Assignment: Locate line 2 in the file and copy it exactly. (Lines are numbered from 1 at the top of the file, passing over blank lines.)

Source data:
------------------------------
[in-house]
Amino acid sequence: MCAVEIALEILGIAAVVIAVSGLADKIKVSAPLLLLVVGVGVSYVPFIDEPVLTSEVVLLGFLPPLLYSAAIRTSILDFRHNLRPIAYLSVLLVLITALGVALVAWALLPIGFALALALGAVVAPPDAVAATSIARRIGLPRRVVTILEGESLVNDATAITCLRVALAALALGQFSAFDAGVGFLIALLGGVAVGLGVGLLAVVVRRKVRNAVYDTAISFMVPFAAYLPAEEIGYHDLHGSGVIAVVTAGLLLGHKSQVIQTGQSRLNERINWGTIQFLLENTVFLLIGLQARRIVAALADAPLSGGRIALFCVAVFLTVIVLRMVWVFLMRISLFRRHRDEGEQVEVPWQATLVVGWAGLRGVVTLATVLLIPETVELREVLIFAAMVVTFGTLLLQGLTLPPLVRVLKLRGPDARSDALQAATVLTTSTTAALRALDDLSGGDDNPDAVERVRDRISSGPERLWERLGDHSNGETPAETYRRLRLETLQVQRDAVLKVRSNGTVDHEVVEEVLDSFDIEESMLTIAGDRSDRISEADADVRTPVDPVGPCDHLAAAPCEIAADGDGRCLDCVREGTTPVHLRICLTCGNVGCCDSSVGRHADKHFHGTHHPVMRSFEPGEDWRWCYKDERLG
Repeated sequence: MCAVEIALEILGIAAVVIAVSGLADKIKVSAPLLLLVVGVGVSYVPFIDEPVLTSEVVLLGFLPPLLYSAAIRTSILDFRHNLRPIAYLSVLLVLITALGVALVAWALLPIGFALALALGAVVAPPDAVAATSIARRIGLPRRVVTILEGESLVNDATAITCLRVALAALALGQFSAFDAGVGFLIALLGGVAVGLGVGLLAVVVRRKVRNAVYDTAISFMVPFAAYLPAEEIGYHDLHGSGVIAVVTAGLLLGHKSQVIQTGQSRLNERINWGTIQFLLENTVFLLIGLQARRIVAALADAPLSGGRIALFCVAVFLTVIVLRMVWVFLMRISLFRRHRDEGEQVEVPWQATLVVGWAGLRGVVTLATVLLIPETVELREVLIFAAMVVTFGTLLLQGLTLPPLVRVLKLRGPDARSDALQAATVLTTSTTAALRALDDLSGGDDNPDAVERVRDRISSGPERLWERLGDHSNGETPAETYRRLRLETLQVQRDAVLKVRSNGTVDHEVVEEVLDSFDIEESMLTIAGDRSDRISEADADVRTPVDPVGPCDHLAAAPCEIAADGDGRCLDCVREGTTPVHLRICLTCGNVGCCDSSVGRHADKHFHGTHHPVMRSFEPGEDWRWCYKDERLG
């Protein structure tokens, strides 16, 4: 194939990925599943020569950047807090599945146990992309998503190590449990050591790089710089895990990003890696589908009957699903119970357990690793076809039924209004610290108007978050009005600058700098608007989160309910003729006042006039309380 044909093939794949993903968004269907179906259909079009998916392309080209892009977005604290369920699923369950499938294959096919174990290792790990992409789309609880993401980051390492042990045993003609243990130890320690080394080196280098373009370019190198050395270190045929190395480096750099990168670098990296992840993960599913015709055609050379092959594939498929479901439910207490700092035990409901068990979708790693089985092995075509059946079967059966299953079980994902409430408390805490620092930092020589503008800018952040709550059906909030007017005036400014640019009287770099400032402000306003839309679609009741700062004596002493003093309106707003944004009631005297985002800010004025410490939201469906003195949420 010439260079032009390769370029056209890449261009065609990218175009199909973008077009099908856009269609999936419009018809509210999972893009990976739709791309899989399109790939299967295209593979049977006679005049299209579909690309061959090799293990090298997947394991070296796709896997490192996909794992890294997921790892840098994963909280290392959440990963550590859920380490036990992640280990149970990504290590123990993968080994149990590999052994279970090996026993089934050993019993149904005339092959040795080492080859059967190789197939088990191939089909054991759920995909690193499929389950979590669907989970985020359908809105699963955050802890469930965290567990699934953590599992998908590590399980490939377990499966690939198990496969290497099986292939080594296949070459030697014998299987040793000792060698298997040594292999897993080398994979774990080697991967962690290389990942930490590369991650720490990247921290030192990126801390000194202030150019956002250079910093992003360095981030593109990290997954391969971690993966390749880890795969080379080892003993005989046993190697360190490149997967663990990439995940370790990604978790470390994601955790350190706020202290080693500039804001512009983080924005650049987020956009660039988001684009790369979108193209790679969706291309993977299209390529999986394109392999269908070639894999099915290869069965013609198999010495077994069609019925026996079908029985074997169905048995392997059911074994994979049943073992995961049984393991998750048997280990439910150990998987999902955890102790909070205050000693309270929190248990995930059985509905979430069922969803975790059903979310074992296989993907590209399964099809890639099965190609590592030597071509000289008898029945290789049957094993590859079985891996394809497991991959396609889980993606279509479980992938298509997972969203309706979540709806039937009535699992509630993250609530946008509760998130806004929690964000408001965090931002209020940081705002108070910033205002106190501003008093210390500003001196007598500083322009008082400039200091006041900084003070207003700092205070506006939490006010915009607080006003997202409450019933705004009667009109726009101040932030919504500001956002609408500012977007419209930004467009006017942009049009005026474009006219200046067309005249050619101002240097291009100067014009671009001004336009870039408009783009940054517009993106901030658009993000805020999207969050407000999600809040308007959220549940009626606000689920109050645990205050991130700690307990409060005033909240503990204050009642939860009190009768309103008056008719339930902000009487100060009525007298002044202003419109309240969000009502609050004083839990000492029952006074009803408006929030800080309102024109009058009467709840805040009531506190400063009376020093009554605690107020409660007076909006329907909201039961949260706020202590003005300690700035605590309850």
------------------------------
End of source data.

Amino acid sequence: MCAVEIALEILGIAAVVIAVSGLADKIKVSAPLLLLVVGVGVSYVPFIDEPVLTSEVVLLGFLPPLLYSAAIRTSILDFRHNLRPIAYLSVLLVLITALGVALVAWALLPIGFALALALGAVVAPPDAVAATSIARRIGLPRRVVTILEGESLVNDATAITCLRVALAALALGQFSAFDAGVGFLIALLGGVAVGLGVGLLAVVVRRKVRNAVYDTAISFMVPFAAYLPAEEIGYHDLHGSGVIAVVTAGLLLGHKSQVIQTGQSRLNERINWGTIQFLLENTVFLLIGLQARRIVAALADAPLSGGRIALFCVAVFLTVIVLRMVWVFLMRISLFRRHRDEGEQVEVPWQATLVVGWAGLRGVVTLATVLLIPETVELREVLIFAAMVVTFGTLLLQGLTLPPLVRVLKLRGPDARSDALQAATVLTTSTTAALRALDDLSGGDDNPDAVERVRDRISSGPERLWERLGDHSNGETPAETYRRLRLETLQVQRDAVLKVRSNGTVDHEVVEEVLDSFDIEESMLTIAGDRSDRISEADADVRTPVDPVGPCDHLAAAPCEIAADGDGRCLDCVREGTTPVHLRICLTCGNVGCCDSSVGRHADKHFHGTHHPVMRSFEPGEDWRWCYKDERLG